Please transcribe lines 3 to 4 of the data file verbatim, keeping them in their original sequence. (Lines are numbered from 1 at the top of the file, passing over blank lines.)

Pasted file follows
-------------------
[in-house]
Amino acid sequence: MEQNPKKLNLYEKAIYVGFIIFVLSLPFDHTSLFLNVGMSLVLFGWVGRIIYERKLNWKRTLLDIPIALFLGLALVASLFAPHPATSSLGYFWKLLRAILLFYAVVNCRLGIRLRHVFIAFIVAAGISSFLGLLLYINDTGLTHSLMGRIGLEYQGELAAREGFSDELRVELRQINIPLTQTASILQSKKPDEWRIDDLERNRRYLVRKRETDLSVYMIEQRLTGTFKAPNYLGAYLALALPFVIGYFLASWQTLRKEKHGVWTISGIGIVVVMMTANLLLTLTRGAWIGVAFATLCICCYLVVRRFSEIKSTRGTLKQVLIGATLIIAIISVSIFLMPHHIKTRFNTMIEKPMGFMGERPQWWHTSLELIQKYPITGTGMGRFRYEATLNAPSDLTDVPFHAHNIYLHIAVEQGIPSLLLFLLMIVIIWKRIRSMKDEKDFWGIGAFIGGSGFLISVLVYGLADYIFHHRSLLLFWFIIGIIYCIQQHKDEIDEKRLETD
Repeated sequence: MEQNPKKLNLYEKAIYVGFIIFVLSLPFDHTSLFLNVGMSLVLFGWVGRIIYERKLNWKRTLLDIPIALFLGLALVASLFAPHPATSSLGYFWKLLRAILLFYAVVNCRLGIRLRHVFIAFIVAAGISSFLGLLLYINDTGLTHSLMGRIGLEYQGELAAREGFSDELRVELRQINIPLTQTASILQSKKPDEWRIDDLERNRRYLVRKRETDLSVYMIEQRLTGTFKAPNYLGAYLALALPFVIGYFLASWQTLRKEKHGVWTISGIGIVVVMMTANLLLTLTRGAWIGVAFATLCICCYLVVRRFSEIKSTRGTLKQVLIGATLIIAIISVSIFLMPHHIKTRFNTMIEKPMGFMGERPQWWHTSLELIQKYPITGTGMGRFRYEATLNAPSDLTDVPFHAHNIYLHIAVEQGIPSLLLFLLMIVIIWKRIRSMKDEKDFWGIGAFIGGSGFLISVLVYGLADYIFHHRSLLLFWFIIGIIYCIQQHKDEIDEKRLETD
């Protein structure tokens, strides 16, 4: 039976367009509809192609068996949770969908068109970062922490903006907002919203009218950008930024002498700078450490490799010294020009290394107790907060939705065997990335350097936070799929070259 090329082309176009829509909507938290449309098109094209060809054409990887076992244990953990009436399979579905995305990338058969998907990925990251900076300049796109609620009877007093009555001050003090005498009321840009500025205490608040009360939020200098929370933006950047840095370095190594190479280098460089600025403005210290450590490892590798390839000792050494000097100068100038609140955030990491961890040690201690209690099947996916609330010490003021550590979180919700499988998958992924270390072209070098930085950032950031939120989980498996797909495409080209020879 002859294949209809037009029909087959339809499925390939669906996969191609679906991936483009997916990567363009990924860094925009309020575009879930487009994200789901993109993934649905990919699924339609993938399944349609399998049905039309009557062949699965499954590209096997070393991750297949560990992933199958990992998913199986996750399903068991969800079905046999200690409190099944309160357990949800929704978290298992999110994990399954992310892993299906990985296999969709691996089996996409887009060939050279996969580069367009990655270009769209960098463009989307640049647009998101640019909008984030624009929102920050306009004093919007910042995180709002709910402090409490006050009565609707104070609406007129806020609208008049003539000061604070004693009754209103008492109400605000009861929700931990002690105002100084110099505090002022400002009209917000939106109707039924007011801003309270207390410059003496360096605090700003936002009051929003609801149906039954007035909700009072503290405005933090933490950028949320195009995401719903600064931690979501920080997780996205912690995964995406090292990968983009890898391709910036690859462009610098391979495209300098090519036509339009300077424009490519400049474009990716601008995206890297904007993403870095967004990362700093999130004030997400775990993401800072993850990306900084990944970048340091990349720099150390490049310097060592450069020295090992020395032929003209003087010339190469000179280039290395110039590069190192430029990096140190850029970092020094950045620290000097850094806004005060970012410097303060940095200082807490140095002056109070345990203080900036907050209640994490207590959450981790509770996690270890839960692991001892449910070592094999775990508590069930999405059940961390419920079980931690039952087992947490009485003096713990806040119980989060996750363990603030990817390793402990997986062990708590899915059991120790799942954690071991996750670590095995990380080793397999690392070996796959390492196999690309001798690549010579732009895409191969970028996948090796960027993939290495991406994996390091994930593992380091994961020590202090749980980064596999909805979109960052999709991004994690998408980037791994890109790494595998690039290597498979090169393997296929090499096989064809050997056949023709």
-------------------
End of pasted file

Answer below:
Repeated sequence: MEQNPKKLNLYEKAIYVGFIIFVLSLPFDHTSLFLNVGMSLVLFGWVGRIIYERKLNWKRTLLDIPIALFLGLALVASLFAPHPATSSLGYFWKLLRAILLFYAVVNCRLGIRLRHVFIAFIVAAGISSFLGLLLYINDTGLTHSLMGRIGLEYQGELAAREGFSDELRVELRQINIPLTQTASILQSKKPDEWRIDDLERNRRYLVRKRETDLSVYMIEQRLTGTFKAPNYLGAYLALALPFVIGYFLASWQTLRKEKHGVWTISGIGIVVVMMTANLLLTLTRGAWIGVAFATLCICCYLVVRRFSEIKSTRGTLKQVLIGATLIIAIISVSIFLMPHHIKTRFNTMIEKPMGFMGERPQWWHTSLELIQKYPITGTGMGRFRYEATLNAPSDLTDVPFHAHNIYLHIAVEQGIPSLLLFLLMIVIIWKRIRSMKDEKDFWGIGAFIGGSGFLISVLVYGLADYIFHHRSLLLFWFIIGIIYCIQQHKDEIDEKRLETD
């Protein structure tokens, strides 16, 4: 039976367009509809192609068996949770969908068109970062922490903006907002919203009218950008930024002498700078450490490799010294020009290394107790907060939705065997990335350097936070799929070259 090329082309176009829509909507938290449309098109094209060809054409990887076992244990953990009436399979579905995305990338058969998907990925990251900076300049796109609620009877007093009555001050003090005498009321840009500025205490608040009360939020200098929370933006950047840095370095190594190479280098460089600025403005210290450590490892590798390839000792050494000097100068100038609140955030990491961890040690201690209690099947996916609330010490003021550590979180919700499988998958992924270390072209070098930085950032950031939120989980498996797909495409080209020879 002859294949209809037009029909087959339809499925390939669906996969191609679906991936483009997916990567363009990924860094925009309020575009879930487009994200789901993109993934649905990919699924339609993938399944349609399998049905039309009557062949699965499954590209096997070393991750297949560990992933199958990992998913199986996750399903068991969800079905046999200690409190099944309160357990949800929704978290298992999110994990399954992310892993299906990985296999969709691996089996996409887009060939050279996969580069367009990655270009769209960098463009989307640049647009998101640019909008984030624009929102920050306009004093919007910042995180709002709910402090409490006050009565609707104070609406007129806020609208008049003539000061604070004693009754209103008492109400605000009861929700931990002690105002100084110099505090002022400002009209917000939106109707039924007011801003309270207390410059003496360096605090700003936002009051929003609801149906039954007035909700009072503290405005933090933490950028949320195009995401719903600064931690979501920080997780996205912690995964995406090292990968983009890898391709910036690859462009610098391979495209300098090519036509339009300077424009490519400049474009990716601008995206890297904007993403870095967004990362700093999130004030997400775990993401800072993850990306900084990944970048340091990349720099150390490049310097060592450069020295090992020395032929003209003087010339190469000179280039290395110039590069190192430029990096140190850029970092020094950045620290000097850094806004005060970012410097303060940095200082807490140095002056109070345990203080900036907050209640994490207590959450981790509770996690270890839960692991001892449910070592094999775990508590069930999405059940961390419920079980931690039952087992947490009485003096713990806040119980989060996750363990603030990817390793402990997986062990708590899915059991120790799942954690071991996750670590095995990380080793397999690392070996796959390492196999690309001798690549010579732009895409191969970028996948090796960027993939290495991406994996390091994930593992380091994961020590202090749980980064596999909805979109960052999709991004994690998408980037791994890109790494595998690039290597498979090169393997296929090499096989064809050997056949023709």